KM: [Monyca] loves, just like she said, a cross-back and I love triangle adjustable tops. I love tie sides.
MBW: And we’re super different surfers. I ride a short board and she rides a long board so she could even get away with wearing a bandeau because it’s not as rough.
KM: I’m above the water most of the time and I’m not duck diving where my top’s going to come off so I wear bandeaus all the time, especially to stay away from tan lines. Read more
Written by Jennifer Fiorentino, editorial intern
Olympic gold and bronze medalist Kelly Clark is considered to be the greatest female snowboarder of all time. Kelly, a three-time Olympic team member, has won every major snowboarding event and title in the history of the sport. She was the first woman to land the 1080 in competition! We spoke with the Olympic veteran about training, fuel and success. Here’s what we learned:
Do you have a fitness motto? Train smarter, not harder. Include rest days and hard fitness.
Tell us about your diet. What are some healthy eating tips you try to live by?
Just eating healthy isn’t enough…It’s really about recovery food and keeping my energy levels up while I am being active. I eat a lot of meat. My body responds well to protein. Chicken, beef, coupled with salad and veggies.
What is your go-to post workout fuel? Chocolate milk.
What is your favorite moment in your snowboarding career? I’ve had a very long career; this will be 14th X Games. I would say winning the Olympic gold medal when I was 18 in my home country— that would be the pinnacle of my career.
You are considered to be one of the greatest female riders in history. How do you feel about that? There are a lot of riders who inspired me; they showed me what is possible to do on a snowboard. At the same time I want to continue to be successful. It’s not about doing well but staying motivated.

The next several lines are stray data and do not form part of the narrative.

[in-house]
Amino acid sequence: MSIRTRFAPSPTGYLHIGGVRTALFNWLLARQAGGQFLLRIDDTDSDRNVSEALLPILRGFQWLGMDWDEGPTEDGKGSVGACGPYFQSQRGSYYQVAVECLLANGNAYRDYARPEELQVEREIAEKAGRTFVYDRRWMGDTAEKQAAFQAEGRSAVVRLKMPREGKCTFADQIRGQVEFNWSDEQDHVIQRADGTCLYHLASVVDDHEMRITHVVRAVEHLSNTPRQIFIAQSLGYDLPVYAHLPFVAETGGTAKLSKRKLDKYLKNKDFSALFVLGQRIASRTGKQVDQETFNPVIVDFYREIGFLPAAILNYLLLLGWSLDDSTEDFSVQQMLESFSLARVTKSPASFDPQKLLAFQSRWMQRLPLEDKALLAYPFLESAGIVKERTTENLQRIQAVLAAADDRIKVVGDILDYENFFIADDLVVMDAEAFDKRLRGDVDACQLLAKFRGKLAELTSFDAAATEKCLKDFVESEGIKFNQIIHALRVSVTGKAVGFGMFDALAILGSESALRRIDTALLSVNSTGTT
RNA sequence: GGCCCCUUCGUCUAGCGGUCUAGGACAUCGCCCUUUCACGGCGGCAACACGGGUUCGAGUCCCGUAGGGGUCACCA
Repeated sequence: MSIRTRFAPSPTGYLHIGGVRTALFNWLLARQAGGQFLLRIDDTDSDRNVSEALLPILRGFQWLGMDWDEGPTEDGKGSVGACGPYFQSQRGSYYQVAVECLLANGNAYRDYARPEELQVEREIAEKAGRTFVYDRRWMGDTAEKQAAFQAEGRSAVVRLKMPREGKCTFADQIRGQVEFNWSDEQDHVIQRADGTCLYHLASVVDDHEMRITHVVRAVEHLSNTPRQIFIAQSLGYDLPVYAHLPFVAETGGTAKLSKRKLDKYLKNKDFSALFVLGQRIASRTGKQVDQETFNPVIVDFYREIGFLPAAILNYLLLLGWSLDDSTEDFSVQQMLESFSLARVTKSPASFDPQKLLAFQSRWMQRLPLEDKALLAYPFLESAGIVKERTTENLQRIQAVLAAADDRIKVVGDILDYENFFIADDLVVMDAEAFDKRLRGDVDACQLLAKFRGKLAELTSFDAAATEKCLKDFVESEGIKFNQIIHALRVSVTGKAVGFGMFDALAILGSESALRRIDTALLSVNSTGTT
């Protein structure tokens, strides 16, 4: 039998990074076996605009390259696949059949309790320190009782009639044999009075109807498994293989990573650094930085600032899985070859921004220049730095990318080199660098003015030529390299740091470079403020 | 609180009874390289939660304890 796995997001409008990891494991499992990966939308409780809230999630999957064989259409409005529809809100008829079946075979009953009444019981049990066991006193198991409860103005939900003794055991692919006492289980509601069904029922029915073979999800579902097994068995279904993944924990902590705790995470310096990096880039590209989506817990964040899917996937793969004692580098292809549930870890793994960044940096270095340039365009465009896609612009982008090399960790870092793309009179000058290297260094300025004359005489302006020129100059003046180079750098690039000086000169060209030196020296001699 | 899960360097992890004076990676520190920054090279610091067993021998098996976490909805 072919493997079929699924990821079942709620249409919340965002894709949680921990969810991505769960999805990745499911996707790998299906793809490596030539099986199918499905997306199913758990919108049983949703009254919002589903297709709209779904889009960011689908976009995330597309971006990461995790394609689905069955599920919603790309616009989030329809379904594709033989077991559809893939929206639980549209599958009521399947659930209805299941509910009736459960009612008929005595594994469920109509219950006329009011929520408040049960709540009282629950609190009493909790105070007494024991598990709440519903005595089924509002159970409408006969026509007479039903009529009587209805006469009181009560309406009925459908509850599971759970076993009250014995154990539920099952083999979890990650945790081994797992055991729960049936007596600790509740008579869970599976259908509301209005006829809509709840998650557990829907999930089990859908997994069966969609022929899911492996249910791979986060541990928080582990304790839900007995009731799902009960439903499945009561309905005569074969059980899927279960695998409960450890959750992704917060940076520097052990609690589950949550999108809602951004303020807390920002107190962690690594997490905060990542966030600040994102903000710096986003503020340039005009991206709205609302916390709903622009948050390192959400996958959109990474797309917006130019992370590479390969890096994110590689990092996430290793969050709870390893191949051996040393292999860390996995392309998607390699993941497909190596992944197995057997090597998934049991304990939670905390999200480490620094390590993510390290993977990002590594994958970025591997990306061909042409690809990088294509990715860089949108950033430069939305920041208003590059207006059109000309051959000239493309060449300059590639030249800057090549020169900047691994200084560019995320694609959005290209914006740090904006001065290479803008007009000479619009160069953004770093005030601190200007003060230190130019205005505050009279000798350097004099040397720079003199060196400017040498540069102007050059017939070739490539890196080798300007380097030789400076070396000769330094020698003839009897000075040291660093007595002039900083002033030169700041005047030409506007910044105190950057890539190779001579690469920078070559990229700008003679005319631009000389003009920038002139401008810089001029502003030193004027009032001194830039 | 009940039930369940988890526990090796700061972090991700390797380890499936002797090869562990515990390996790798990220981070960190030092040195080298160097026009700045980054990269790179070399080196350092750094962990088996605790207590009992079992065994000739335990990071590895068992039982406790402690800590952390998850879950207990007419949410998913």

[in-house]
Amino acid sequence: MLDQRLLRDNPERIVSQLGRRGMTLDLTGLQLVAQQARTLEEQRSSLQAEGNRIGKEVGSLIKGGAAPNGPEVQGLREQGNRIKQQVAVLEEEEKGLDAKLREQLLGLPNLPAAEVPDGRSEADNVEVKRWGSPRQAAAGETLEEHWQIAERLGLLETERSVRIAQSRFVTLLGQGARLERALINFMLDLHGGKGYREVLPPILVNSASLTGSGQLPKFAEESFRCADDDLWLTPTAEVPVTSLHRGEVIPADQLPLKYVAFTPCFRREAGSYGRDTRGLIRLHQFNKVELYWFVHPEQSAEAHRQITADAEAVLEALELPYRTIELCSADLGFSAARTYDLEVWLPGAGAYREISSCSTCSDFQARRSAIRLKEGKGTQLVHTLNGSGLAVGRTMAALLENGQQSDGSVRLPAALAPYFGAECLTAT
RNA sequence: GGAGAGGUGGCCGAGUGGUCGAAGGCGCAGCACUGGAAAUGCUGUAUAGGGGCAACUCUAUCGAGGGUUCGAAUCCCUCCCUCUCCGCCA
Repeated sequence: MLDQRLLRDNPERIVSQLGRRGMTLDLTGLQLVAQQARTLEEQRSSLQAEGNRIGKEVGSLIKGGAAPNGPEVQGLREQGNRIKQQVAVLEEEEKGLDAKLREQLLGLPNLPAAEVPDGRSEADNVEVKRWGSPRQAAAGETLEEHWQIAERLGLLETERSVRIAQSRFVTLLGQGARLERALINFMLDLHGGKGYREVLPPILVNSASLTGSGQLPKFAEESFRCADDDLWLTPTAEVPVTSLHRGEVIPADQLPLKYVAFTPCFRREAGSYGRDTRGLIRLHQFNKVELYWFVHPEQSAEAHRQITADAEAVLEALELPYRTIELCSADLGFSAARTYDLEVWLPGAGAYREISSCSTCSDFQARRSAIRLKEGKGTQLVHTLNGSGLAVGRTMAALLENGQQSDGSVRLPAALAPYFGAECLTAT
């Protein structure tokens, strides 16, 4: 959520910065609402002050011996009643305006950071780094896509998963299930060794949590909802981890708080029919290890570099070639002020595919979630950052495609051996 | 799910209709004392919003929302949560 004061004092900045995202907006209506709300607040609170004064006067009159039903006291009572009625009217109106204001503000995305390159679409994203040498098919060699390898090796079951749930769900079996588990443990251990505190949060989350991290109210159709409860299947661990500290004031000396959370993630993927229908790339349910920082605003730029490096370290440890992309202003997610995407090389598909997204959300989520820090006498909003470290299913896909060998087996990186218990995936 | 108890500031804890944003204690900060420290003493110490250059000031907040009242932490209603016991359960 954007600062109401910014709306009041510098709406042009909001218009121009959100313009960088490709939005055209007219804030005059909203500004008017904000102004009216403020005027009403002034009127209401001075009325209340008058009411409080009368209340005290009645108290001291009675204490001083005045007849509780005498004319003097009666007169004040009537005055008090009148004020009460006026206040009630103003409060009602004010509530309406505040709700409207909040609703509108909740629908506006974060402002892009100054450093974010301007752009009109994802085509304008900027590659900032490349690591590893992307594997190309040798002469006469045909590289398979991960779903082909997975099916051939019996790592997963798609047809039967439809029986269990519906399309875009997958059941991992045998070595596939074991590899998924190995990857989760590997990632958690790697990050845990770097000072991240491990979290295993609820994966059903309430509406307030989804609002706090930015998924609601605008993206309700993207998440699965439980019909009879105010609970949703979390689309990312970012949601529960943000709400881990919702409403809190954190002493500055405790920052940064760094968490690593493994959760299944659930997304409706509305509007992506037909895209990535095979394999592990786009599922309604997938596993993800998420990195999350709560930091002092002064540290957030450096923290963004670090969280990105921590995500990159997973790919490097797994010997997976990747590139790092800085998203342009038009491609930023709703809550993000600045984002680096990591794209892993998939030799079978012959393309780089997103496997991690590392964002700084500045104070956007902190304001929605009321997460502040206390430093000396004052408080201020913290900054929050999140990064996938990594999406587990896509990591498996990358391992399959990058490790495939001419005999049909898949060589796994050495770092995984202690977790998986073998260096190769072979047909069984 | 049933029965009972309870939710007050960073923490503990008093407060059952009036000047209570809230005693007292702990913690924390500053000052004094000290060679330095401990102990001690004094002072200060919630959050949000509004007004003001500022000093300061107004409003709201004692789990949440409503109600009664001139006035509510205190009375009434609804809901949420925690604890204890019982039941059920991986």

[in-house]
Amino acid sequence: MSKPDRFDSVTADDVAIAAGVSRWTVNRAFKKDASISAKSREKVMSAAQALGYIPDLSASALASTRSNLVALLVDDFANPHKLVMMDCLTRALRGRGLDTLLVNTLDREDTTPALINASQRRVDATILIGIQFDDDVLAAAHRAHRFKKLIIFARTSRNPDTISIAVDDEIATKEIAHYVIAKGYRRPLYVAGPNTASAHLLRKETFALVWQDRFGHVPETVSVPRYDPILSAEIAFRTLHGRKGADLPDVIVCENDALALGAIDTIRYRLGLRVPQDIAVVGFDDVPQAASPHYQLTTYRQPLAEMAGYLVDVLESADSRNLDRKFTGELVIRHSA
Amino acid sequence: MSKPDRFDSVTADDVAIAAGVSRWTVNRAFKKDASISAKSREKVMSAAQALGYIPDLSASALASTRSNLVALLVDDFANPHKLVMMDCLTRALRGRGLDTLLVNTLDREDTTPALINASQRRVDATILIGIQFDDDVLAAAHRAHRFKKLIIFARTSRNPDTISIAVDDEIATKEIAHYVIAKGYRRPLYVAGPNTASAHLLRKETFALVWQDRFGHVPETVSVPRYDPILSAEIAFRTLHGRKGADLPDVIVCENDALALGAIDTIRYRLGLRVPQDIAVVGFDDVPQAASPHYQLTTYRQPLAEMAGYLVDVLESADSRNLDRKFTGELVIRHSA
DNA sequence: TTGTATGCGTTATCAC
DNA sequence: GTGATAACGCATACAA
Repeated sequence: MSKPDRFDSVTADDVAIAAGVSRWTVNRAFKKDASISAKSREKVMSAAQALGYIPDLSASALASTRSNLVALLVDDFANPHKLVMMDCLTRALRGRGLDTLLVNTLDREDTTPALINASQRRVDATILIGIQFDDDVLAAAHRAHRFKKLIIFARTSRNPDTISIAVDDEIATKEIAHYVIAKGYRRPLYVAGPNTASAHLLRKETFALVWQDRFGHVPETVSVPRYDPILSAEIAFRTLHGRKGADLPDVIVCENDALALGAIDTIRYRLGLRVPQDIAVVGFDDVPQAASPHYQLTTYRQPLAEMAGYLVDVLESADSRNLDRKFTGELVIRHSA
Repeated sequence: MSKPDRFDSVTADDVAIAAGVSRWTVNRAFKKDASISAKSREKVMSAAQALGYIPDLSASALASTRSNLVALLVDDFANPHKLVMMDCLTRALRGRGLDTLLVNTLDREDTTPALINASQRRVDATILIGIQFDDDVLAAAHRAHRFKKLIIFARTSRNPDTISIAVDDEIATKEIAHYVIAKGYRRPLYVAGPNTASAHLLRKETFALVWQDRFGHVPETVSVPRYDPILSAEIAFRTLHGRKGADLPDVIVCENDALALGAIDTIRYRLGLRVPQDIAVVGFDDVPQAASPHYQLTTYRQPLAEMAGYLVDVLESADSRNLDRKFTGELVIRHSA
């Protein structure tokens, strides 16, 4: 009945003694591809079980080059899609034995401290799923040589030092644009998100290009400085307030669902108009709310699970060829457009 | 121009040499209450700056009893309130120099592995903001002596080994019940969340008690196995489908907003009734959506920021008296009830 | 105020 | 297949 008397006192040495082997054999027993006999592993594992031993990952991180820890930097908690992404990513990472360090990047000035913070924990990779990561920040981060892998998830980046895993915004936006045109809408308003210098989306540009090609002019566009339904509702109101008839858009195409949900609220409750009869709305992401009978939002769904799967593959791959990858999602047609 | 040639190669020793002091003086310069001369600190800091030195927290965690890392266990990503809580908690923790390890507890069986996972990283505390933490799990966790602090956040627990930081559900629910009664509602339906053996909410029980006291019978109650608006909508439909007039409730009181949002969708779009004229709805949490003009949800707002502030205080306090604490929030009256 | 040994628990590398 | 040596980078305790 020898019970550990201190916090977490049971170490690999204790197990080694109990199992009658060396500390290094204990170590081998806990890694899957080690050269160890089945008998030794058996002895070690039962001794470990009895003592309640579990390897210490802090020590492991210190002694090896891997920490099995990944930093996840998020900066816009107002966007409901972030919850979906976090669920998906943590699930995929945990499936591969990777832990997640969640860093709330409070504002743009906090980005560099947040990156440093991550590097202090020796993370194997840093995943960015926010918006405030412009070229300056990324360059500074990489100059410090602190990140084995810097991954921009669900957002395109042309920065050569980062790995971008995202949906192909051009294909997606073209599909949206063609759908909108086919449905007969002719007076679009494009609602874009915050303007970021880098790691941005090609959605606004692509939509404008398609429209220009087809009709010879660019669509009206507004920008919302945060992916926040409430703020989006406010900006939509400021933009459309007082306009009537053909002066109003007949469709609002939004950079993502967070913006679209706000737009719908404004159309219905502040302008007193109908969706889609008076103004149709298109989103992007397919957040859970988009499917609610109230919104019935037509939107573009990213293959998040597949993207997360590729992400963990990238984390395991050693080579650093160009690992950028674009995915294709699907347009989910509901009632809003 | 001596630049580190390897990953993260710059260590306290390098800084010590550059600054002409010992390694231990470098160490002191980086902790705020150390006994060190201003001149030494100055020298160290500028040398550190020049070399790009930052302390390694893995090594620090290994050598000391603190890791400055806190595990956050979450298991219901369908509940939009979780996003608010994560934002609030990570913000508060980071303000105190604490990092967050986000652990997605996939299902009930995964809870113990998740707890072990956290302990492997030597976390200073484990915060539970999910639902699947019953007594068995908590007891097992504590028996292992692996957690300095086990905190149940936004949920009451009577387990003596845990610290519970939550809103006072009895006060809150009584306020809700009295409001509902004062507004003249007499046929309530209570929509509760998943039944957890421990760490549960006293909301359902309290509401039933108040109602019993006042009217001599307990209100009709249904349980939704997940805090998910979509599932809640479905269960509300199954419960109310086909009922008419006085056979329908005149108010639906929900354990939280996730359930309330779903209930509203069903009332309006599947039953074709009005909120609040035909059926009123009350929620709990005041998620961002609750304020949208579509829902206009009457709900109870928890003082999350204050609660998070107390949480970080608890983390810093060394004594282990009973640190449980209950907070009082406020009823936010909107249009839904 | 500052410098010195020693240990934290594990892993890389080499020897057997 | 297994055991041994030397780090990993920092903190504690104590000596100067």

How have do you deal with the pressure of this title? It is something that you learn. It look me 15 years of competing to figure it out…I think the core of my success comes from the fact that I am very comfortable in my own skin. I also set goals that I am happy with achieving. This model has lead to a lot of consistency. I am doing things because I want to, because it is a goal. Being internally motivated is key.
What do you enjoy doing when you’re not on the slopes? I like to read, play the guitar and fix my home. In the summer I enjoy outdoor sports that are all training-related like surf trips. I have been surfing since I was 12.
Do you have a favorite surf spot? Destination: Nicaragua. I went there this past summer and I loved it.
What is one insider secret you have to share? I would encourage people to figure out who they are apart from what they do. Learn to operate from that place of identity not search for it.
Why is the Kelly Clark Foundation and giving back so important to you?
I received a lot of help along the way and I had a lot of people believing in me. I took a step back and looked at my career. I began to think about how I could have a lasting impact and the Kelly Clark Foundation does just that. It is now an accessible sport to everyone and that’s what I wanted to make possible.